“The Eight Mountains” is a beautiful, heartbreaking drama of friendship and absent fathers. Written and directed by the team of Felix van Groeningen and Charlotte Vandermeersch (“The Broken Circle Breakdown”), it is set largely in the mountain village of Grana, Italy, where 12-year-old Pietro (Lupo Barbiero) goes to stay for the summer. He meets Bruno (Cristiano Sassella), the only other youth in the village, and they become fast friends. They reunite every summer and even going on mountain hikes with Pietro’s father, Giovanni (Filippo Timi) until something happens that separates them.
Two decades later, Pietro (Luca Marinelli) and Bruno (Alessandro Borghi) rekindle their friendship. Giovanni has died, and the two men work together to build a house in the mountains per Giovanni’s wishes. As their friendship deepens, their lives again start to grow apart. Pietro goes to Nepal, becomes a writer and falls in love with Asmi (Surakshya Panta). Bruno stays in Grana, marrying Lara (Elisabetta Mazzullo) and makes cheese in an alpeggio.
What transpires between these two men during their lengthy friendship and how they rely on one another for support forms the emotional core of “The Eight Mountains.” The film, which features glorious cinematography, is about how the people and the environment we surround ourselves in shapes us, and who we love and look after that defines our lives.
Alessandro Borghi and Luca Marinelli, friends in real life — they developed a strong bond working together on the 2015 film, “Don’t Be Bad” — give outstanding performances.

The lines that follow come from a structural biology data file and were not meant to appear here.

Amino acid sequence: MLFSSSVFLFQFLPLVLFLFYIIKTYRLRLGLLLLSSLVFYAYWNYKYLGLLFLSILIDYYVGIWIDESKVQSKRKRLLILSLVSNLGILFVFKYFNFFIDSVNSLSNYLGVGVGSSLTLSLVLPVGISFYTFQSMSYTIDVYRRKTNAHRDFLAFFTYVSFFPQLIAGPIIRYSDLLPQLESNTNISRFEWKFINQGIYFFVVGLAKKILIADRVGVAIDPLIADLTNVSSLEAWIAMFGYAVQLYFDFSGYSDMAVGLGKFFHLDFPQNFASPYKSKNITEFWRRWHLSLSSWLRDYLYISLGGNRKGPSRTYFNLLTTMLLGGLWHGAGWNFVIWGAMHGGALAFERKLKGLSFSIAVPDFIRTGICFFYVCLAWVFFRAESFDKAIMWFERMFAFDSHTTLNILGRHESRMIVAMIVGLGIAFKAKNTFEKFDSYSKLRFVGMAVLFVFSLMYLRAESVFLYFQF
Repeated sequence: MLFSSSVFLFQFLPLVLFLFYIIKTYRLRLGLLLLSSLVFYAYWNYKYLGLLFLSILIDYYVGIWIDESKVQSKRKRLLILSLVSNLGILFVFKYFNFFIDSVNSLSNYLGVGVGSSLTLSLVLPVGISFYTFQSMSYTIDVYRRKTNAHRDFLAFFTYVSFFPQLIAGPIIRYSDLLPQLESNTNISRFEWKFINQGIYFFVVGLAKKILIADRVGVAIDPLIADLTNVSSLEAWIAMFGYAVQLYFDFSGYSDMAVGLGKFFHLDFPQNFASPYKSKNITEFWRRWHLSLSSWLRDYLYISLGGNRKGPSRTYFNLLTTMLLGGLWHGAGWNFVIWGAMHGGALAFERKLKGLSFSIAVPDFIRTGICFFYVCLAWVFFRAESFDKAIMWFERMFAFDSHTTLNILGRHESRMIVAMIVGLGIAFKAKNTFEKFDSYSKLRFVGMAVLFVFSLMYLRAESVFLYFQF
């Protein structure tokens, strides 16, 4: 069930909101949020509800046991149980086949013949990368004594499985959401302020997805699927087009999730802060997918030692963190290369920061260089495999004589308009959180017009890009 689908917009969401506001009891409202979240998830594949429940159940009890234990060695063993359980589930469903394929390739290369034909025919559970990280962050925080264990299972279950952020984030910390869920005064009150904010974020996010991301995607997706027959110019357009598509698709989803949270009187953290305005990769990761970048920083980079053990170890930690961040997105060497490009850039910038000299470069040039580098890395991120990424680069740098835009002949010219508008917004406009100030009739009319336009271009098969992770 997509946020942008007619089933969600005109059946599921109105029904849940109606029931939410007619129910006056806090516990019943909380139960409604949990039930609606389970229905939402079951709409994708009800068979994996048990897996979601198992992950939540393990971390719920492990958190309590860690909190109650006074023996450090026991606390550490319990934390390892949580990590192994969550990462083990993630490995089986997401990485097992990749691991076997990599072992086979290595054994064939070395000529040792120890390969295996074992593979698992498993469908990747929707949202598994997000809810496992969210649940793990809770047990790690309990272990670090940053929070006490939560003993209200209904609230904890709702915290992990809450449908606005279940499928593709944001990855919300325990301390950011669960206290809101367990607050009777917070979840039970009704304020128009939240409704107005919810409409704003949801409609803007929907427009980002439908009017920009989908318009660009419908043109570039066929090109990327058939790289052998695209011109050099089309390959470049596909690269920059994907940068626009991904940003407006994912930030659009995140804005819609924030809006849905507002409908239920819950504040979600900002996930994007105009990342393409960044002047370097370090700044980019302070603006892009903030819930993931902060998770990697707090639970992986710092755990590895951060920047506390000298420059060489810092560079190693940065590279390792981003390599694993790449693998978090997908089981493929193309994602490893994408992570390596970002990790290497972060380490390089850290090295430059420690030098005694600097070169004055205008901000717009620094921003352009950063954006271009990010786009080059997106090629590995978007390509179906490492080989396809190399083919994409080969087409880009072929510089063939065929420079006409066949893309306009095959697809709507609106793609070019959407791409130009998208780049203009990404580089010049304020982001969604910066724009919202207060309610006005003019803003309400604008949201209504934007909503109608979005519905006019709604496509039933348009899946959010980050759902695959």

The actors each chatted separately with Salon about their new film, which won the Jury Prize at the 2022 Cannes Film Festival.
Bruno and Pietro have a close friendship. What qualities do you share with your closest friends?
Alessandro Borghi: In Italy, they say you can count your best friends on the fingers of one hand. I need both hands. I need to take care of other people. I’m an extrovert. I love to share my thoughts and emotions with people. I figured out that what I need is the capacity to go deep and talk with my friends about everything. It is about trust, the exchange of kindness and the sensation of being acceptable in everything.
Luca Marinelli: The most important quality of a very close friendship, and I consider it a declination of love — it’s called friendship, but in a way it’s a form of love. For me, being there, is the answer. Being there every time there is a need for it. It’s what we see in the film. Pietro asks, “Do I have to be there?”
Why did Bruno and Pietro have such a lifelong bond despite some long periods of separation?